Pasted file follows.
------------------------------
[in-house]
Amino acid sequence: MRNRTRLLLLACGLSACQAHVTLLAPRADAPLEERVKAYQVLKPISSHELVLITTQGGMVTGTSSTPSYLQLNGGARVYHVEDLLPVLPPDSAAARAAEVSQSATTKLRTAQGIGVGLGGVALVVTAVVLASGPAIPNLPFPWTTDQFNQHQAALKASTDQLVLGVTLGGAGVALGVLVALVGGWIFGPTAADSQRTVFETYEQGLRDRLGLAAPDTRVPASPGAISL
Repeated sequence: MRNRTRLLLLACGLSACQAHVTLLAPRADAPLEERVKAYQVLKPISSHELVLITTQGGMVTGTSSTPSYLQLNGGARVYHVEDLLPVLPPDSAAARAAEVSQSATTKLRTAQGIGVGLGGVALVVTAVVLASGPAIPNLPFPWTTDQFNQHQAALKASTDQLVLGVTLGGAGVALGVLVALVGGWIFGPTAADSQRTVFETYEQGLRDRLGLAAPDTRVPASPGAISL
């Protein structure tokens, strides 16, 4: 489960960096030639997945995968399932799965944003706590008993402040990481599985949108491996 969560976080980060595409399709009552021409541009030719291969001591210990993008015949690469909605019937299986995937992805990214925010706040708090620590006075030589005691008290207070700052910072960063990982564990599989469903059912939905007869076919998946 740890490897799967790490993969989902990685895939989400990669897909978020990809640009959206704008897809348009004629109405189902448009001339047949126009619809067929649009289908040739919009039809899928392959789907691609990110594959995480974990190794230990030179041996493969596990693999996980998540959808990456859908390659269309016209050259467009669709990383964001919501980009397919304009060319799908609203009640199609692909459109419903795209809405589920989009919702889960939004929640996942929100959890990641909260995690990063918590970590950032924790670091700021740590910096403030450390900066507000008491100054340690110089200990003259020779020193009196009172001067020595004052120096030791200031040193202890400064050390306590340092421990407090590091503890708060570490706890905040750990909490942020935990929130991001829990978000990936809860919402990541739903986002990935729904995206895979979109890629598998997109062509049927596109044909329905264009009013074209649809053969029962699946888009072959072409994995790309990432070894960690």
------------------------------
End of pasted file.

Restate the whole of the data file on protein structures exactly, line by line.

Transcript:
[in-house]
Amino acid sequence: MRNRTRLLLLACGLSACQAHVTLLAPRADAPLEERVKAYQVLKPISSHELVLITTQGGMVTGTSSTPSYLQLNGGARVYHVEDLLPVLPPDSAAARAAEVSQSATTKLRTAQGIGVGLGGVALVVTAVVLASGPAIPNLPFPWTTDQFNQHQAALKASTDQLVLGVTLGGAGVALGVLVALVGGWIFGPTAADSQRTVFETYEQGLRDRLGLAAPDTRVPASPGAISL
Repeated sequence: MRNRTRLLLLACGLSACQAHVTLLAPRADAPLEERVKAYQVLKPISSHELVLITTQGGMVTGTSSTPSYLQLNGGARVYHVEDLLPVLPPDSAAARAAEVSQSATTKLRTAQGIGVGLGGVALVVTAVVLASGPAIPNLPFPWTTDQFNQHQAALKASTDQLVLGVTLGGAGVALGVLVALVGGWIFGPTAADSQRTVFETYEQGLRDRLGLAAPDTRVPASPGAISL
């Protein structure tokens, strides 16, 4: 489960960096030639997945995968399932799965944003706590008993402040990481599985949108491996 969560976080980060595409399709009552021409541009030719291969001591210990993008015949690469909605019937299986995937992805990214925010706040708090620590006075030589005691008290207070700052910072960063990982564990599989469903059912939905007869076919998946 740890490897799967790490993969989902990685895939989400990669897909978020990809640009959206704008897809348009004629109405189902448009001339047949126009619809067929649009289908040739919009039809899928392959789907691609990110594959995480974990190794230990030179041996493969596990693999996980998540959808990456859908390659269309016209050259467009669709990383964001919501980009397919304009060319799908609203009640199609692909459109419903795209809405589920989009919702889960939004929640996942929100959890990641909260995690990063918590970590950032924790670091700021740590910096403030450390900066507000008491100054340690110089200990003259020779020193009196009172001067020595004052120096030791200031040193202890400064050390306590340092421990407090590091503890708060570490706890905040750990909490942020935990929130991001829990978000990936809860919402990541739903986002990935729904995206895979979109890629598998997109062509049927596109044909329905264009009013074209649809053969029962699946888009072959072409994995790309990432070894960690």